Mercola "How Big Oil Conquered the World" is a brilliant piece of investigative journalism presented by James Corbett,1 revealing the immense extent to which the oil industry has shaped and is ruling the world as we know it. "From farm to pharmaceutical, diesel truck to dinner plate, pipeline to plastic product, it is impossible to think of an area of our modern-day lives that is not affected by the petrochemical industry. The story of oil is the story of the modern world. And this is the story of those who helped shape that world, and how the oil-igarchy they created is on the verge of monopolizing life itself. " Corbett carefully details the sordid back story of today's "oiligarchy. " Big Oil — An Industry Founded on Treachery and Deceit As noted by Corbett, certain details of the Big Oil story are well known. "When he wasn't running away from them or disappearing for years at a time, [William Avery Rockefeller] would teach his children the tricks of his treacherous trade.
John D. Beginning of Freddie Gray's life as sad as its end, court case shows. In a boxful of documents stored in Baltimore City Circuit Court, the outlines of an all-too-familiar inner-city childhood emerge.
The life of Freddie Gray Jr., who died Sunday from a severe spinal cord and other injuries sustained in police custody, had a beginning as tragic, in a way, as his end. As children, he and his two sisters were found to have damaging lead levels in their blood, which led to multiple educational, behavioral and medical problems, according to a lawsuit they filed in 2008 against the owner of a Sandtown-Winchester home they rented for four years. With so much of its housing stock predating laws banning lead in paint, Baltimore continues to wrestle with the after-effects on thousands of children who have inhaled or ingested the toxic metal.
The Evidence Keeps Pouring In: Capitalism Just Isn’t Working. Global Failures Capitalism hasn’t been able to control runaway global inequality.
For every $1.00 owned by the world’s richest 1% in 2011, they now own $1.27. They own almost half the world’s wealth. Just 70 of them own as much as 3.5 billion people. Capitalism has not been able — or willing — to control the “race to the bottom” caused by “free trade,” as mid-level jobs continue to be transferred to low-wage countries. Nor has capitalism been able to control global environmental degradation, with trillions in subsidies going to polluters that don’t even pay their taxes, and with corporations ignoring any semblance of social responsibility as they seek ways to profit from global warming. Job Creation Failures I With or without globalization, middle-class jobs are disappearing, even higher-end positions in financial analysis, medical diagnosis, legal assistance, and journalism. Reports of job recovery are based on low-income jobs, many of them part-time.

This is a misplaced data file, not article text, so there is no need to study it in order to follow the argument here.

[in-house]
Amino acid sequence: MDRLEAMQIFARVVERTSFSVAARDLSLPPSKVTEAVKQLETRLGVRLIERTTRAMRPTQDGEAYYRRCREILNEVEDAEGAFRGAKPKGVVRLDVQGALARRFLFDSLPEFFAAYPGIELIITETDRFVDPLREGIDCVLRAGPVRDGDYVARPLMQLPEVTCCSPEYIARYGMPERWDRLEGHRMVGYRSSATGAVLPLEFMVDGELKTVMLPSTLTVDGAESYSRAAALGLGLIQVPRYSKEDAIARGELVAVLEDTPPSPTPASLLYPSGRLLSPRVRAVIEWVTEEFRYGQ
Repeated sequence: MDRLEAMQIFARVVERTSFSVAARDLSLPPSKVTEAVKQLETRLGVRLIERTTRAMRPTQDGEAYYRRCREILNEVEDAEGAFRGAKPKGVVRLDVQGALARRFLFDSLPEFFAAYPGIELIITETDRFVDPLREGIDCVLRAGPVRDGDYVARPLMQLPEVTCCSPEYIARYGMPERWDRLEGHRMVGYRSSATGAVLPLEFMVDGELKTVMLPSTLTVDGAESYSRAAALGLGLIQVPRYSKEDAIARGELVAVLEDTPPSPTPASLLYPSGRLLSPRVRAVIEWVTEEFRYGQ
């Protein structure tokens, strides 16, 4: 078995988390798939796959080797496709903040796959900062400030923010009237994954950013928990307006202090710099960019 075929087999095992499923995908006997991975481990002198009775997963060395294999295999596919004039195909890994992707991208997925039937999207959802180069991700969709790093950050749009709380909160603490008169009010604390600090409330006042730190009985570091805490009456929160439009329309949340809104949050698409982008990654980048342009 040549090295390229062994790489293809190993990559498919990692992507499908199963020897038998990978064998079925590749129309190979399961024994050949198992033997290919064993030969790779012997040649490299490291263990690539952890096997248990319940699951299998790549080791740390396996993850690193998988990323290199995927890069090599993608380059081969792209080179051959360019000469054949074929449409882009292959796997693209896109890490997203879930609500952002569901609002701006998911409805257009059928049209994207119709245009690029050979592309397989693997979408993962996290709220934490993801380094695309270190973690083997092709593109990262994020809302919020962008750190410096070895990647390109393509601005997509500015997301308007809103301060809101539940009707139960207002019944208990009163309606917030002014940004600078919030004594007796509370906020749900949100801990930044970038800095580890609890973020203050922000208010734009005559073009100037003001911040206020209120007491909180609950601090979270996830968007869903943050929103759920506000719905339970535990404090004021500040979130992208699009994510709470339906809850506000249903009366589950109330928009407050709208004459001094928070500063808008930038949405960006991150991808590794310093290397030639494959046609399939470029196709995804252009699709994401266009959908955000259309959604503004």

Job Creation Failures II. The Political Roots of Widening Inequality. - Advertisement - Reprinted from Robert Reich Blog Widening Inequality(image by Twitter User nvforthefuture) DMCA For the past quarter-century I've offered in articles, books, and lectures an explanation for why average working people in advanced nations like the United States have failed to gain ground and are under increasing economic stress: Put simply, globalization and technological change have made most of us less competitive.
The tasks we used to do can now be done more cheaply by lower-paid workers abroad or by computer-driven machines. My solution -- and I'm hardly alone in suggesting this -- has been an activist government that raises taxes on the wealthy, invests the proceeds in excellent schools and other means people need to become more productive, and redistributes to the needy. Most fundamentally, the standard explanation for what has happened ignores power. Yet this market view cannot be the whole story because it fails to account for much of what we have experienced.
New Economy 2015: Curing Capitalism. [SPECIAL SERIES PART 3 of 3] “The idea behind QE is that you don’t need a printing press to add money to an ailing economy,” cites Jeff Kearns in his Bloomberg report.
You probably don’t realize this, but the Federal Reserve’s bond buying program, also known as quantitative easing (QE), which began after the 2008 global economic meltdown, was more than just economic stimulus. It was what primarily kept the U.S. economy from totally collapsing—along with similar efforts coordinated globally. Ending October, 2014, the 3.5 trillion dollar intervention was the biggest emergency economic boost in history, the sum of Germany’s entire economy. Capitalism couldn’t save itself from… well, from itself, or its inherent flaws, which caused such conditions to arise. Let’s revisit history, so we can carry forward its lessons towards building a better tomorrow.
Not So Tiny Bubbles Yet, the crisis isn’t over. This means we must evolve. Aim Higher, Trickle Up Ending The 40 Hour Work Week.